GAZA CITY, Gaza Strip – A video recording released Monday shows kidnapped British journalist Alan Johnston wearing an apparent explosives belt of the type homicide bombers use and warning it will be detonated if an attempt is made to free him by force.
The video, about one minute, 42 seconds long, was posted on a Web site that has been used by militant groups in the past. It opens with the title "Alan's Appeal" in both English and Arabic and features the logo of the Army of Islam, a shadowy group that has claimed responsibility for snatching Johnston, a British Broadcasting Corp. correspondent.
"Captors tell me that very promising negotiations were ruined when the Hamas movement and the British government decided to press for a military solution to this kidnapping," Johnston says in the recording, looking nervous and stressed.
• Visit FOXNews.com's Mideast Center for more in-depth coverage.
"And the situation is now very serious, as you can see."
Johnston is seen wearing a red sweater with a blue and white checked vest strapped around his body — the apparent bomb belt.
"I have been dressed in what is an explosive belt, which the kidnappers say will be detonated if there is an attempt to storm the area," he continues. "They say they are ready to turn the hide-out into what they describe as a death zone if there is an attempt to free me by force."
BBC said in a statement on its Web site that it is "very distressing for Alan's family and colleagues to see him being threatened in this way."
"We ask those holding Alan to avoid him being harmed by releasing him immediately," it said.
Since Hamas took over the Gaza Strip earlier this month, Hamas leaders have been saying that Johnston's release was imminent. Hamas officials have indicated they know where he is, but have not moved in for fear of harming him.
Mahmoud Zahar, a hardline Hamas leader, said Saturday that Johnston's captors were hesitant to release him, fearing retaliation after he is freed. He said Hamas is trying to convince the group that it would not be targeted if Johnston is handed over, even providing "written guarantees."
Asked more than a week ago whether force could be used to free Johnston, Hamas spokesman Abu Obeida said all options were open but stressed Hamas wants to resolve the case "in a way that protects the safety and security of the kidnapped journalist."
Johnston was seized from a Gaza street on March 12. His captors have previously said they want a Palestinian militant jailed in Britain to be released in exchange for Johnston.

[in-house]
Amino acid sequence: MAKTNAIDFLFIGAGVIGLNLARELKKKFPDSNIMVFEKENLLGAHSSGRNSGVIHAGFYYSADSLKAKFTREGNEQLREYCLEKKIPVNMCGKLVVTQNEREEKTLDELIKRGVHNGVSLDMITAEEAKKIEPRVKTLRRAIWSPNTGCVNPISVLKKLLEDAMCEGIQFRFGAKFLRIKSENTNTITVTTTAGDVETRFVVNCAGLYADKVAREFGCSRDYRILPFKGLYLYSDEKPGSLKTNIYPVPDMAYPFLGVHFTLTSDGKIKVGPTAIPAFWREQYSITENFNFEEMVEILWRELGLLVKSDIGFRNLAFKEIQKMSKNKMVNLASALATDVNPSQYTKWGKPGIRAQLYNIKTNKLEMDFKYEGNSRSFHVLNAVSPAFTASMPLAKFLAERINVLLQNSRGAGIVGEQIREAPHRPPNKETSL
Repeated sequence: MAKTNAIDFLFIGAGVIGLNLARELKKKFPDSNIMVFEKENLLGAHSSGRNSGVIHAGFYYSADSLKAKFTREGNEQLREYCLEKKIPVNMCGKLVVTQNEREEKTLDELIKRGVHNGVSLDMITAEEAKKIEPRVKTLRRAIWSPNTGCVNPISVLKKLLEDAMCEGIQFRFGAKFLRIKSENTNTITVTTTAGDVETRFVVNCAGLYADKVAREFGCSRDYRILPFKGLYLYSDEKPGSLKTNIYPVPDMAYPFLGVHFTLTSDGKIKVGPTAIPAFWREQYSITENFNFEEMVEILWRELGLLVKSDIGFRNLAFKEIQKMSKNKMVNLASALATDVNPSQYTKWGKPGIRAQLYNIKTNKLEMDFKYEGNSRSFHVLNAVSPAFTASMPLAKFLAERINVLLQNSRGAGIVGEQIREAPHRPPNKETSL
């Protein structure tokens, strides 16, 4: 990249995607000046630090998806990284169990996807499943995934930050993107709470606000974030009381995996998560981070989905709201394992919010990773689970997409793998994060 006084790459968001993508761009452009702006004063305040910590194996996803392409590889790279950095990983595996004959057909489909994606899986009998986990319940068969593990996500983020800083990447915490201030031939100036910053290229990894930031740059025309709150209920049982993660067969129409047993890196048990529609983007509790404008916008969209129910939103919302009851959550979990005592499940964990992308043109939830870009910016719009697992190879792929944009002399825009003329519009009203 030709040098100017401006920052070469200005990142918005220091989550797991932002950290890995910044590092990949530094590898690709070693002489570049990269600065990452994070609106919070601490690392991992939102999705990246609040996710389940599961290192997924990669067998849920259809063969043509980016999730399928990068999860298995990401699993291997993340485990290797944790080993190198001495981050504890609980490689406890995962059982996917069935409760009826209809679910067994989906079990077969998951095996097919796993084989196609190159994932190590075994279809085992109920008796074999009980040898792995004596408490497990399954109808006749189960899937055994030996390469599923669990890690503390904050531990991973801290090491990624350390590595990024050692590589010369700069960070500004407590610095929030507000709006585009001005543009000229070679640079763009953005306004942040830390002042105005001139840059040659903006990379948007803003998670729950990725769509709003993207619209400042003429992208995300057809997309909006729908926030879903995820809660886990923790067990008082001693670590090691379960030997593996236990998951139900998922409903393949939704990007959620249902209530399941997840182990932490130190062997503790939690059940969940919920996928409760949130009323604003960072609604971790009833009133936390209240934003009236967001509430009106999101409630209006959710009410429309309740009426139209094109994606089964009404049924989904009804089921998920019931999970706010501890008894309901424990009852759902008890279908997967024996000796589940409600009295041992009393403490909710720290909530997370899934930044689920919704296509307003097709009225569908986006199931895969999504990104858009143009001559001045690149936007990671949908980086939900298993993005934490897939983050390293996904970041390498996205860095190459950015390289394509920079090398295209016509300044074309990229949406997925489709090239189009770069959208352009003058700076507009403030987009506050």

In the video, Johnston was standing and shaking his head as he spoke. Light entered the room from above, and an Arabic translation was provided on the screen. Nobody else appears in the video.
"I do appeal to the Hamas movement and the British government not, not to, resort to the tactics of force in an effort to end this," he says in a jittery tone.
"I'd ask the BBC and anyone in Britain who wishes me well to support me in that appeal," he says. "It seems the answer is to return to negotiations, which I am told are very close to achieving a deal."
A spokeswoman for the British Foreign Office condemned the release of the video, saying it adds to the distress of Johnston's family, according to the BBC report.
It was not known when the video was made. Deposed Palestinian Prime Minister Ismail Haniyeh of Hamas referred to it in a two-hour speech Sunday in Gaza City, but it was not posted to the Web site until early Monday.
The first time Johnston was seen after his abduction was in a video posted on another Web site on June 1. In that tape, the journalist appeared calm and said his captors had treated him well. He also criticized Britain for its role in Israel's creation and blamed British and American troops for the spiraling violence in Iraq.
The Army of Islam is dominated by the Doghmush family, a powerful Gaza clan with its own large militia. Although the group participated in a Hamas-backed operation to kidnap Israeli Cpl. Gilad Shalit last year, its relations with the militant Muslim group have since soured.
Johnston had reported from Gaza since 2005 and was the only foreign journalist to remain based there after Palestinian infighting erupted last year. There has been a series of kidnappings of foreign journalists in Gaza in the past two years, but Johnston's captivity has been the longest.
Complete coverage is available in FOXNews.com's Mideast Center.